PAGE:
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  2. I admit I have no interest in JK Rowling's work beyond Harry Potter. I want her to write more Potter books. I remember when I was a kid I was obsessed with the Narnia books. Then I tried to read CS Lewis' Space Trilogy and I didn't like it one bit.

    I can't think of an artist off the top of my head that changed genres with negative consequences, other than when bands released more pop and mainstream music which I didn't care for...like when the Clash totally sold out with 'Combat Rock', and the Grateful Dead hit the big time with 'Touch of Grey' which opened up a whole host of problems at shows b/c it got too big.

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  3. It's not that the market won't accept genre change. It's that if you're switching genres you're basically starting all over again finding an audience. Genres exist because most readers are looking for a certain type of experience in their reading. Most readers won't read a book in a genre they don't like just because a writer they like started writing books in it.

    Some genres have a good deal of overlap in readership, like fantasy and science fiction. The experiences given by fantasy and sci fi are very similar. So you could probably switch between the two and maintain a good portion of your fanbase.

    But others will have practically no overlap, like romance and thriller. So if you're writing romance and develop a good fan base and then switch to writing thrillers, you have to accept that very, very few readers are going to follow you to the new genre. It just doesn't give them the reading experience they want and came to enjoy your books for. So your thriller books are hitting the market as books from a brand new author essentially. Thriller readers don't know who you are, to them you're an unknown quantity. So your books are going to rise or fall on their own merits. You can't count on your fans to buy them.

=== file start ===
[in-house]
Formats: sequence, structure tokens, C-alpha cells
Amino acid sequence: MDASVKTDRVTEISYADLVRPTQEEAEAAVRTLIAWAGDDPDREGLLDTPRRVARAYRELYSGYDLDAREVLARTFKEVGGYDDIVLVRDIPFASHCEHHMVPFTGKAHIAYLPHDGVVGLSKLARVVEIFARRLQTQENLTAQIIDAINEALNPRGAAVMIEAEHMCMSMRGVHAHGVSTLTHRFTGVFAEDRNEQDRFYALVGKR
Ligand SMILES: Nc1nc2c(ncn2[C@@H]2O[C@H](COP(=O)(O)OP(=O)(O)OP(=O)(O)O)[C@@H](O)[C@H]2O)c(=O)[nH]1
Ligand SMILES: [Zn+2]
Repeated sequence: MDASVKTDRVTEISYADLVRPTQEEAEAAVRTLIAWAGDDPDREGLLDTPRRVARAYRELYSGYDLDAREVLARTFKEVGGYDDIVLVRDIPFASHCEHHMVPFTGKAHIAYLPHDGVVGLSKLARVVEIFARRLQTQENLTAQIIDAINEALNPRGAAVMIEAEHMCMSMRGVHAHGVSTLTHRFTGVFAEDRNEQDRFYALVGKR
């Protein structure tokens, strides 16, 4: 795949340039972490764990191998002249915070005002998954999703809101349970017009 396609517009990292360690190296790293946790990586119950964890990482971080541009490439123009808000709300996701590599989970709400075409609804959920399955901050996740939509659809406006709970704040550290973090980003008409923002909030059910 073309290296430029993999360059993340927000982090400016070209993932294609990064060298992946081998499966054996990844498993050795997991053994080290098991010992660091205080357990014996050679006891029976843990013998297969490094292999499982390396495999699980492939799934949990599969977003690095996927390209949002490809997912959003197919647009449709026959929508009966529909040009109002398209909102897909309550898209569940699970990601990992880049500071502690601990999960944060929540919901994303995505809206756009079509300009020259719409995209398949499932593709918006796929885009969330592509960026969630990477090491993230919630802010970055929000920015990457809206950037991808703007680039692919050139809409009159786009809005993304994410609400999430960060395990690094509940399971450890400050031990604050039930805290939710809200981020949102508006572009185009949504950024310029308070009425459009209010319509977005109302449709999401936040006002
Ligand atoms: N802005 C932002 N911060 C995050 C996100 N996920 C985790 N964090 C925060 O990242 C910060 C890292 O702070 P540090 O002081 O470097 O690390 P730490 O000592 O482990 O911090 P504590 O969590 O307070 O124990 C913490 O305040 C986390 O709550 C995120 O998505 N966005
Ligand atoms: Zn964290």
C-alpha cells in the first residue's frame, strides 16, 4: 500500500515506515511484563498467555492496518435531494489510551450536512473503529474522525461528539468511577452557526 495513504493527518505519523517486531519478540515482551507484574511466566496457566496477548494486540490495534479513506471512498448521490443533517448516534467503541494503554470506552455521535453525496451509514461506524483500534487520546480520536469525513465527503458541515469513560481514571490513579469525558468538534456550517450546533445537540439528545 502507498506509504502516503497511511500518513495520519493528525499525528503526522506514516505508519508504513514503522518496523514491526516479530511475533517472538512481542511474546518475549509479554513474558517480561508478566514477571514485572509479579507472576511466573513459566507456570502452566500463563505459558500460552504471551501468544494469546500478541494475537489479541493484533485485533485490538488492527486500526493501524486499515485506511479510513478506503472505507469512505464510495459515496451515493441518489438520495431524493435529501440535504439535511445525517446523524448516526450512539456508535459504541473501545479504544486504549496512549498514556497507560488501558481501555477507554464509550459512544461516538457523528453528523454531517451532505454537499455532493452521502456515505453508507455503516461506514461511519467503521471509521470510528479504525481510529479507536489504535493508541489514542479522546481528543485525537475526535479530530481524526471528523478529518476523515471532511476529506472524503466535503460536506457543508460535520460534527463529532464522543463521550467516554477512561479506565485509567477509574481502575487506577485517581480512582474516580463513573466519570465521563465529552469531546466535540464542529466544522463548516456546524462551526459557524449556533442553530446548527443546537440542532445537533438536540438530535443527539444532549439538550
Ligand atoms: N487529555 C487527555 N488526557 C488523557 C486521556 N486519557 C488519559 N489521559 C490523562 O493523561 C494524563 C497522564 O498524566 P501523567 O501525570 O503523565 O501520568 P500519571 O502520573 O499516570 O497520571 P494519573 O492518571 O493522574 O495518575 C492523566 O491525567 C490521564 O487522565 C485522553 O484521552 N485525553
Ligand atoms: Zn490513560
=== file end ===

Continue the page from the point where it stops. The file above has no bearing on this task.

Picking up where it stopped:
You can probably move around between different sub-genres fairly safely or between genres that provide a similar experience. But, yeah, be wary if switching around between very dissimilar genres. At least don't take it for granted that if you do well in one genre that means you'll do well in a different one.

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  4. In the past I have read different genres by a favorite author. It's not always my cup of tea, but I still try. Example: I like Stephen King's horror stuff (go figure, because I'm such a wuss when it comes to scary stuff), and have also read some of his non-horror stuff as well. I don't enjoy the non-horror as much, but if something sounds interesting, I'll attempt a read.
    Looking forward to Battle of the Bands!
    ~Katie

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  5. I wouldn't say Rowling has found success away from Harry Potter. In fact, she has met with so much difficulty that she's going back to Potter.

    I think the challenge is to establish early on that you are not just "this" type of writer and that you are also "that" type of writer and maybe even "that other" type of writer. Once you allow your "fans" to lock you into something, they'll never let you out (just ask Kevin Smith). At that point, it's a matter of escape.

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  6. People worry too much. What is life without a little risk? One already is taking a risk creating something since the arts area is either starve or fortune in so many ways. I never knew Ian Fleming did Chitty and yet I read the book and i read You Only Live twice when I was in grade 6! I remember being confused but that hasn't changed with me. I say-more power to you if you change genres, write what you wish and one has to try not to care what people like. Hell if I went by what people like, i would be a basket case(no words here and don't send me a basket). I am waiting to find out tomorrow and wonder if you have Bing Crosby or Frank Sinatra doing something wild and wooly

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  7. I've read a few authors who write different genres and enjoy them. I write in two different genres. My romance books are enjoying success but I haven't found a huge following for my epic fantasy though it's what I love to write the most.